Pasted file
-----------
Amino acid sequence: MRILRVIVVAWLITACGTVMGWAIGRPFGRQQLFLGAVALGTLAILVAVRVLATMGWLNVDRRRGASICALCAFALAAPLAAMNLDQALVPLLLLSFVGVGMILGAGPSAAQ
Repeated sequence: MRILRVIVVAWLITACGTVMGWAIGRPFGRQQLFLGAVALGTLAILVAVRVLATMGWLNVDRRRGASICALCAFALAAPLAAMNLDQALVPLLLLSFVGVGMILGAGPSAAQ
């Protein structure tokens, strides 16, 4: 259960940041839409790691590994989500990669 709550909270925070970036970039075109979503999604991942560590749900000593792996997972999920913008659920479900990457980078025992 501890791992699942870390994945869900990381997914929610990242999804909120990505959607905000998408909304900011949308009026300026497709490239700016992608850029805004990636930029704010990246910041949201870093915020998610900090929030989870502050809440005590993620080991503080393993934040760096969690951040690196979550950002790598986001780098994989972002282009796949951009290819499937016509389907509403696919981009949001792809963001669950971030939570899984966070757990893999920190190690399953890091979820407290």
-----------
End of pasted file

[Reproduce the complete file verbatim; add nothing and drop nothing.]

Amino acid sequence: MRILRVIVVAWLITACGTVMGWAIGRPFGRQQLFLGAVALGTLAILVAVRVLATMGWLNVDRRRGASICALCAFALAAPLAAMNLDQALVPLLLLSFVGVGMILGAGPSAAQ
Repeated sequence: MRILRVIVVAWLITACGTVMGWAIGRPFGRQQLFLGAVALGTLAILVAVRVLATMGWLNVDRRRGASICALCAFALAAPLAAMNLDQALVPLLLLSFVGVGMILGAGPSAAQ
């Protein structure tokens, strides 16, 4: 259960940041839409790691590994989500990669 709550909270925070970036970039075109979503999604991942560590749900000593792996997972999920913008659920479900990457980078025992 501890791992699942870390994945869900990381997914929610990242999804909120990505959607905000998408909304900011949308009026300026497709490239700016992608850029805004990636930029704010990246910041949201870093915020998610900090929030989870502050809440005590993620080991503080393993934040760096969690951040690196979550950002790598986001780098994989972002282009796949951009290819499937016509389907509403696919981009949001792809963001669950971030939570899984966070757990893999920190190690399953890091979820407290």